NVIDIA GRID VCA: Using SolidWorks in the Cloud

NVIDIA GRID VCA: Using SolidWorks in the Cloud
Posted in: Mechanical Design
January 24, 2014

It was 12:30AM, and I was on my way home from an indoor soccer game. (I know what’s going through your mind: “Why is this guy playing soccer at 12:30AM?” Well…it’s just the way this league works – and yes, it makes it tough to be at work at 8AM the next day.)  Anyways, before hitting the hay I decided to check my email.

What did I find? Only an SOS from one of our Simulation customers. They had a design review at 9AM, their simulation wouldn’t run and they were hoping I could get it working so that they would have something to show at their meeting. No problem!  Still wired from soccer, I had a couple hours until I’d be ready to go to sleep. Unfortunately, I didn’t bring my laptop home with me. Now what? Should I just drive to the office?

Luckily this wasn’t the first time I’d run into this issue, so a few years ago I worked with my IT to give me access to my work computer through remote desktop. I wouldn’t say it was the best experience; the mouse was laggy and the graphics were nonexistent, but it worked. Later they put the kibosh on that due to security and I got around it with LogMeIn (please don’t tell them).  The experience was a little bit better on the graphics side, more accessible because I could use my iPhone but still just usable. If I got desperate or I didn’t leave my computer on at work, I used Parallels or Bootcamp to run SolidWorks on my MacBookPro. I’m sure for many people this experience is ok, but for me the graphics, stability and performance are significantly less capable than my work computer.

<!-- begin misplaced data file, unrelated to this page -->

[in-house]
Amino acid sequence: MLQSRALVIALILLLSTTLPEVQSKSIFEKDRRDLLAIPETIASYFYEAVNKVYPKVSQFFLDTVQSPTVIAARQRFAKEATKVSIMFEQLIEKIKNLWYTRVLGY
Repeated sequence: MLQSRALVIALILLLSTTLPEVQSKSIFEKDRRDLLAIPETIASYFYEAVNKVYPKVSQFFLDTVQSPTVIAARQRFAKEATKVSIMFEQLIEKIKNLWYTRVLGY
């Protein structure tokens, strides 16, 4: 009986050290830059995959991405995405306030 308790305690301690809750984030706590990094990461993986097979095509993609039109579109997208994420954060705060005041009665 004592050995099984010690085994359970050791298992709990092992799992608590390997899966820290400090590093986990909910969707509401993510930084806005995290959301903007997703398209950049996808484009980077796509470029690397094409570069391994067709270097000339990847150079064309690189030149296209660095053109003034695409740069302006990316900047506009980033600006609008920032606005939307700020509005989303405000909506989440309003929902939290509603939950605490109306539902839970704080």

But that was the past – now, we have NVIDIA GRID VCA. NVIDIA GRID VCA (Visual Computing Appliance) is a network appliance that lets me run SolidWorks over a network connection.


How does it work?

I download the client for MAC, I plug in my username, I plug in the IP address for the GRID in our datacenter and start my session. I now have access to SolidWorks and SolidWorks Simulation on Windows 7 x64 with 30GB of RAM, a 4GB NVIDIA Quadro graphics card, 8 virtual CPU cores and a solid state drive – basically what I have access to when I’m on my work computer.

But what about the mouse lag, and the graphics problems I had with the other solutions? Well, that’s one of the standout features of GRID VCA. Regardless of the fact that I’m using SolidWorks over an internet connection, the mouse is smooth and responsive just like it would be on my local system. And even with Real View, shadows, perspective and ambient occlusion on, the graphics when rotating components are smooth and accurate. Sometimes they’re even better than my work computer, which only has a 2GB graphics card.

In addition to giving you access to SolidWorks anywhere and anytime from a Windows, MAC or Linux system, GRID VCA also simplifies your ability to install, deploy, and maintain your SolidWorks installations, consolidate your SolidWorks capable hardware, and add additional security for your design data. If you have 8 or more SolidWorks users, NVIDIA GRID VCA is definitely worth a look. If you’re interested in learning more click here to register for our upcoming Webinar Wednesday eDemo on NVIDIA GRID VCA or click here to download the datasheet or to request a quote.

If you’re wondering whether I got the simulation completed by 9AM, of course I did. I had to fight through using SolidWorks with LogMeIn but was able to get it done. Now, when I run into these kinds of midnight SOS moments, I’m able to do things in less time and  frustration thanks to NVIDIA GRID VCA.

January 24, 2014
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Dan Bodenstein
July 12, 2019
Is NVIDIA Grid still a thing with Solidworks? I can't find any current references or support for it. Are there any newer, better remote solutions?

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